Author Archives: Alison Smith

About Alison Smith

Professor, University of Toronto, Department of History; Author of For the Common Good and Their Own Well-Being: Social Estates in Imperial Russia (Oxford University Press, 2014)

Correspondence on various questions

I am always running across bits and pieces of stories in the course of doing research that leave me wanting to know more (as I’ve posted about more than once before this!). It’s one of the things that I both … Continue reading

Posted in Archives, Imperial Russia | Leave a comment

Exhuming Individual Lives

I didn’t watch the Oscars on Sunday, but because I live in the world, I have heard quite a bit about them. Of course the big story was the kerfuffle over Best Picture (to which I say, yay, Moonlight! you … Continue reading

Posted in Historiography, Imperial Russia | 1 Comment

Threads of Empire: A Blog Conversation

I’m very pleased that over the next several weeks the Russian History Blog will be hosting another book conversation, this time of Charles Steinwedel’s Threads of Empire: Loyalty and Tsarist Authority in Bashkiria, 1552-1917 (Bloomington: Indiana University Press, 2016). The … Continue reading

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Foreigners

I’m in St. Petersburg right now, enjoying my research leave and finding all sorts of lovely bits and pieces in the archives. I’ve been pleased to find some connections I hoped to find and frustrated by hints of larger stories … Continue reading

Posted in Uncategorized | 2 Comments

Merchants of Siberia: Seen and Unseen

There’s a moment in The Merchants of Siberia that I suspect will call forth a sigh of weary recognition from nearly any historian—or perhaps only from any historian working on the early modern world, or perhaps even only from any … Continue reading

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Interwar émigrés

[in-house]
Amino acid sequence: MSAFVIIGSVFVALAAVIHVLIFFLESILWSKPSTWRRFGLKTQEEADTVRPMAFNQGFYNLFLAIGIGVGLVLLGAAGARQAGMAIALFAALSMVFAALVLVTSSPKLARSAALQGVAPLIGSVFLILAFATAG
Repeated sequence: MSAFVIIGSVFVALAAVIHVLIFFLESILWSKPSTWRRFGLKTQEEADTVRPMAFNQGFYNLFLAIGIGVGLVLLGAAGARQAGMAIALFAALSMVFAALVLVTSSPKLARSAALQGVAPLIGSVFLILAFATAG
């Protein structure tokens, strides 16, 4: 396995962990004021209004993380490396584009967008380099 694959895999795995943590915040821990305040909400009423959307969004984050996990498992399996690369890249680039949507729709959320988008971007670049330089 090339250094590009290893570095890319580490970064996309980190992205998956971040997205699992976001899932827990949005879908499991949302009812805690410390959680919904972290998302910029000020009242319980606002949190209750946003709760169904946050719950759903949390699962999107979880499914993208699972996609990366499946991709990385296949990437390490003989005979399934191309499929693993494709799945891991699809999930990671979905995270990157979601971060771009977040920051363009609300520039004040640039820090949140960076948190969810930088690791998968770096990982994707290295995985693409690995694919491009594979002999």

Although my academic work gives no hint of this, I’ve always been oddly fascinated by the interwar period. I know exactly where the fascination came from: mystery novels. No, even more specifically, British mystery novels, where the specter of war … Continue reading

Posted in Soviet Era 1917-1991, Transnational History | 10 Comments

Ivanovo: Manumission

As I’ve spent time reading files and writing about Ivanovo, one of the things I’ve wondered about is how exactly the spate of manumissions that first created this odd part-serf/part-industrial society happened. Obviously it happened when a group of serfs … Continue reading

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Motivations

I have a memory from graduate school of driving up to Northwestern University to hear a talk by Sheila Fitzpatrick. This is a little bit odd because I was a graduate student at the University of Chicago, and therefore had … Continue reading

Posted in Historiography, Imperial Russia, Ivanovo, Research & Practice | Leave a comment

Ivanovo: Ivan Baburin, IV

Ivan Baburin’s intransigence completely puzzled the Ivanovo estate administration. In the archival files he comes off as completely unconcerned with the fact that he had just decided to stop paying rent, and was therefore maintaining a presence in Ivanovo totally … Continue reading

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Ivanovo: Ivan Baburin, III

The story I’ve set up so far has three elements: first, a huge fire that caused massive damage to the village, and perhaps particularly to the merchant entrepreneurs and their economic interests; second, a lingering issue over land tenure based … Continue reading